Louise Hay, in her bestselling book You Can Heal Your Life, asserts that “we create every so-called illness in our bodies. The [physical] body, like everything else in life, is a mirror of our inner thoughts and beliefs. The body is always talking to us, if we will only take the time to listen.” I believe this. As I have listened and responded to my body’s communications to me, I have been able to heal various pains and illnesses, like the milk and tomato “allergies” which used to be a problem but aren’t anymore.
One of the ways our bodies communicate with us is by gaining or losing weight. In this post I want to touch briefly on unwanted weight gain, because that’s something I have personally dealt with. In my experience, excess weight has lots of emotional layers, but Louise Hay’s explanation was one of the layers I personally needed to address. She says that being “overweight represents a need for protection. We seek protection from hurts, slights, criticism, abuse, sexuality and sexual advances; from a fear of life in general and also specifically.” If this idea seems hard to swallow, I know how you feel. It took me a while to wrap my mind around the idea, but the more I learn to understand it, the more I understand it to be the truth. The lie is this: extra weight protects us emotionally. A lot of the time, it’s the reason our bodies pack on extra weight, because we believe it will insulate us from whatever is a threat. The threat is real for us, but the truth is, extra weight doesn’t really protect us from it.
In some ways, I guess it could. If, for instance, I was someone who had experienced sexual abuse when I was younger, (which I did) and subconsciously I decided that if I made myself heavier and less attractive, people would be less likely to hurt or abuse me, that may be true. But it’s not the weight that’s keeping me safe from people who would hurt me, it’s only my belief that’s keeping me safe. Do you see what I mean?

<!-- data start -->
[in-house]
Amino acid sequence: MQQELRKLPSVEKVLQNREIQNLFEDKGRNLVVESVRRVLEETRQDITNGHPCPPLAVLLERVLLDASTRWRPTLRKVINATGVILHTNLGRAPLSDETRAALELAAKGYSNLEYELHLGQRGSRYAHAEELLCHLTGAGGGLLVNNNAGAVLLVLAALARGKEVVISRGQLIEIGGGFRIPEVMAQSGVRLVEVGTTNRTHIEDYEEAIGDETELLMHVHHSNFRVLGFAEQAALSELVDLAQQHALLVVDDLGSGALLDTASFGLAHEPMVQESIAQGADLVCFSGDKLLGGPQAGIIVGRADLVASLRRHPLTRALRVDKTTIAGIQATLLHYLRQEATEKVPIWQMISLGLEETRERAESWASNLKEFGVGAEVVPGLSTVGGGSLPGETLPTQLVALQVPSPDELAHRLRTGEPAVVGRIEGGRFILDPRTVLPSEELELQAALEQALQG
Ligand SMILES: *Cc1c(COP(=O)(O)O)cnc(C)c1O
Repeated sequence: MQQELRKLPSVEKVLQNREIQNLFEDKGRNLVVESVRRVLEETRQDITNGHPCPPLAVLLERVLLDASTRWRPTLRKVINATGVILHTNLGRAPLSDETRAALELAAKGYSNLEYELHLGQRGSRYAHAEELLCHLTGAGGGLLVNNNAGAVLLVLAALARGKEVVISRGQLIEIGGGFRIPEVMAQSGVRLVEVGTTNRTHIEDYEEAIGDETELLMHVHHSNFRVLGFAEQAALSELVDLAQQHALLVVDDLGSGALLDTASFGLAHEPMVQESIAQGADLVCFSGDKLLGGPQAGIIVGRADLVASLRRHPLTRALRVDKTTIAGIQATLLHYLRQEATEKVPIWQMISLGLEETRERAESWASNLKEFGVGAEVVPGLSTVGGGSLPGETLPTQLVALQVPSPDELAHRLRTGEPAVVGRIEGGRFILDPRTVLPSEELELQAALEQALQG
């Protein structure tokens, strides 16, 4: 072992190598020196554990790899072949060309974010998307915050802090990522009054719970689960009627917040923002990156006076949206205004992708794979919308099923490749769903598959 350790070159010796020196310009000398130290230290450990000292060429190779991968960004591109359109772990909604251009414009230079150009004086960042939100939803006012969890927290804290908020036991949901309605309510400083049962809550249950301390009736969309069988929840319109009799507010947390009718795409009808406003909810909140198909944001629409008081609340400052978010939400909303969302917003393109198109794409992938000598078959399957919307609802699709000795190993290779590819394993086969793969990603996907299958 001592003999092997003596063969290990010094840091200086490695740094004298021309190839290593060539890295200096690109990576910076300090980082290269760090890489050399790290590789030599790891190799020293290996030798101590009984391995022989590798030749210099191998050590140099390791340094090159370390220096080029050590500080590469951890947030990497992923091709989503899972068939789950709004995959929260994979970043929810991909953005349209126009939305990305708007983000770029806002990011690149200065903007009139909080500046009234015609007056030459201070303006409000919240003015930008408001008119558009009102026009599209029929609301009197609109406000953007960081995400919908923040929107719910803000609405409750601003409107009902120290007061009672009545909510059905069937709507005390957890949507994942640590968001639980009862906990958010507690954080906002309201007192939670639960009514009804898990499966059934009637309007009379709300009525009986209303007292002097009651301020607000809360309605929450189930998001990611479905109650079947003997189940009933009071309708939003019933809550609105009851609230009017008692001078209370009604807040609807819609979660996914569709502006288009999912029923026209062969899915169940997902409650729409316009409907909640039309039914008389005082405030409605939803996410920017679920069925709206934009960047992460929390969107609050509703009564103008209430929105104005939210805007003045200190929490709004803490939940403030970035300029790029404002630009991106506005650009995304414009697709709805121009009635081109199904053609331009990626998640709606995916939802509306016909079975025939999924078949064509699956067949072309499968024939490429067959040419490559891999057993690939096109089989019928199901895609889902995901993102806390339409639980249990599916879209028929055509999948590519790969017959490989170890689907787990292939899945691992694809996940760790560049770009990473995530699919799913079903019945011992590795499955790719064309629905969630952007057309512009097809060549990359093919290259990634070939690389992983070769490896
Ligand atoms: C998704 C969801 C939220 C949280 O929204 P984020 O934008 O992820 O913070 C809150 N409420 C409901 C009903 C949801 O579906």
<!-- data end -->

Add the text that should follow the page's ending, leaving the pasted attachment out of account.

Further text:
Margarita Tartakovsky, associate editor at Psych Central, wrote something similar: “Some women…wear their excess weight as a shield. Why a shield? For individuals who’ve experienced a traumatic event, usually some kind of abuse, their weight helps them create a barrier to the outside.” (Wearing Your Weight As Armor)
From the same article, Mary Anne Cohen, CSW, the director of The New York Center for Eating Disorders, writes: “Many survivors of sexual abuse often work to become very fat or very thin in an attempt to render themselves unattractive. In this way, they try to de-sexualize themselves. Other survivors obsessively diet, starve, or purge to make their bodies ‘perfect.’ A perfect body is their attempt to feel more powerful, invulnerable, and in control, so as not to re-experience the powerlessness they felt as children. Indeed, some large men and women, who are survivors of sexual abuse, are afraid to lose weight because it will render them feeling smaller and childlike. This, in turn, may bring back painful memories that are difficult to cope with.”
Another example of how weight protects us is from criticism or ridicule. Carol Tuttle did an amazing healing session with her client Michelle in this video:
Michelle had a belief that if she stayed overweight, she wouldn’t offend anyone. I thought this was fascinating. Carol Tuttle has worked with lots of women to help identify weight-related emotional issues. I recommend her YouTube channel and her blog.
It’s important to understand that excess weight does not actually protect us from real or imagined threats, but I think it’s more important to focus on the real issue. The real issue is not the excess weight. The real issue is the underlying emotional trauma causing your body to gain and retain weight that it doesn’t really need. Once those traumas are resolved, the weight will come off on its own.
I haven’t shed all of the extra weight that I would like from my physical body, but I’m okay with that for now because I’m working through the issues that are keeping it there. I’m working on shedding emotional weight. I fully intend to work through all those layers and be able to tell the world that I became my ideal size by simply improving my emotional and spiritual health. I believe it can be done. And if I believe it, it will happen.